BRENT PENNINGTON Orion and its neighbors hang in velvet above Tobyhanna Lake, as seen from the north shore prior to sunrise on the morning of 19 September 2015.

We went camping two weekends ago, for the very first time.  Technically I went camping once before, when I was about five years old.  It rained the whole time, I had a cold, and I ate instant oatmeal for breakfast.  That’s about the extent of my memory for that experience.

But I’m an outdoorsy guy, I love nature, so camping sounded like a great time, and since we began acquiring the gear I’ve been very excited to give it a try.

I don’t want to say it was an epic fail – that’s an exaggeration.  But it could have gone a lot better.  And it was our fault – if the first time is a learning experience, then we got a D-.  On the bright side, we won’t be making the same mistakes again!

BRENT PENNINGTON Orion and its neighbors hang in velvet above Tobyhanna Lake, as seen from the north shore prior to sunrise on the morning of 19 September 2015.

BRENT PENNINGTON Orion and its neighbors hang in velvet above Tobyhanna Lake, as seen from the north shore prior to sunrise on the morning of 19 September 2015.

First mistake: we got a late start, and didn’t reach the campground until almost 7pm, which these days is sunset.  We were setting the tent up (for the first time ever) in the advancing dark, which didn’t make anything easier or less rushed.

Second mistake: I tried to build our campfire in the dark, using wood that was too fresh and wouldn’t burn.  End result, no campfire.  Camping without a campfire is like going to a concert when there’s no band – it isn’t much fun.

(To be fair, the issue here was two-fold.  When we asked the park office about buying wood, they told us there was none for sale and we’d have to drive 40 minutes to a Walmart to get some.  Turns out that wasn’t true.  But in the meantime, they directed us to a tree that had come down on one of the sites and told us to help ourselves.  So I spent 15 minutes chopping up parts of this tree, which was not dead and dry as had been described.  I had hopes that I’d be able to dry it out enough to get it to burn.  No such luck.)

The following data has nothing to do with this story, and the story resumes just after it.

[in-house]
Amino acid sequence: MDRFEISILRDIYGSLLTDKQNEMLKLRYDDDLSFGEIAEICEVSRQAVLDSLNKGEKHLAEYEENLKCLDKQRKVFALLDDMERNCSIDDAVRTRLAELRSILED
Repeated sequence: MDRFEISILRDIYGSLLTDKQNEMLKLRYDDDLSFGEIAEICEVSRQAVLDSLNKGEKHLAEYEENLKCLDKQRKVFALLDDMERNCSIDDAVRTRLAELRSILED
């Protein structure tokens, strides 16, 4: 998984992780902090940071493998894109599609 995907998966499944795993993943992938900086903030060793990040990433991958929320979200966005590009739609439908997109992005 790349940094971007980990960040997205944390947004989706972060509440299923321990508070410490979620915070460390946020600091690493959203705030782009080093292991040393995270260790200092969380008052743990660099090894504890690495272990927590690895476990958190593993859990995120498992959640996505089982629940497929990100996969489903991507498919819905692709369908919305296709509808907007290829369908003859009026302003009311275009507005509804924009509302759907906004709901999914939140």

Third mistake: we pitched the tent on a slight incline.  It was hardly noticeable until we laid down on the air mattress, and promptly began sliding off it downhill.

BRENT PENNINGTON Orion and its neighbors hang in velvet above Tobyhanna Lake, as seen from the north shore prior to sunrise on the morning of 19 September 2015.

BRENT PENNINGTON Orion and its neighbors hang in velvet above Tobyhanna Lake, as seen from the north shore prior to sunrise on the morning of 19 September 2015.

Forth mistake: picking a campsite near noisy neighbors.  This was really just bad luck, as it was a charming spot and the folks seemed nice enough.  But both the sites nearest to us were up until 2am and weren’t too quiet about it, which combined with everything else kept us up as well.

I laid awake from sometime after midnight to somewhere around 0300, when I finally said “the hell with it” and ventured out into the night with the camera.  The stars were bright, the sky was clear, and I couldn’t sleep.  So I spent the next two hours shooting astrophotography, mainly down at the lakeside.

It was the best part of the night.  Up until that point I’d been feeling a bitter taste of failure, and laying awake for hours wasn’t helping.  But as soon as I got up and started shooting on the lakeside, I felt better.  I felt happy!  Even standing in the dark, in the woods, at 3am.

BRENT PENNINGTON Cassiopeia hangs in velvet above the campground at Tobyhanna State Park, as seen prior to sunrise on the morning of 19 September 2015.

BRENT PENNINGTON Cassiopeia hangs in velvet above the campground at Tobyhanna State Park, as seen prior to sunrise on the morning of 19 September 2015.

We caught a couple hours of sleep between 0500 and 0700, when we awoke to a foggy dawn.  We broke camp, threw all the crap in the Jeep, and drove home.  We got breakfast from Burger King.  We felt like zombies the whole day, trying to get through a series of obligations on nearly no sleep.

We’re going to try camping again – I’m excited to try it again, and I’m confident that it will be a much better experience.  I’m hoping to make at least one more trip in October, before the season ends.

And in the end,  I made some great photos!

BRENT PENNINGTON Cassiopeia hangs in velvet above the campground at Tobyhanna State Park, as seen prior to sunrise on the morning of 19 September 2015.

Shooting Info: E-M5 + Olympus 12-40mm, tripod mounted.  ISO 400-1600, f2.8-5.6, shutter speeds between 13 seconds and 8 minutes.

Brent Pennington is a freelance photographer and the driving force behind The Roving Photographer. When he\’s not working with portraiture or promotional clients, he’s usually in the field, hiking, or kayaking in pursuit of nature and wildlife shots.

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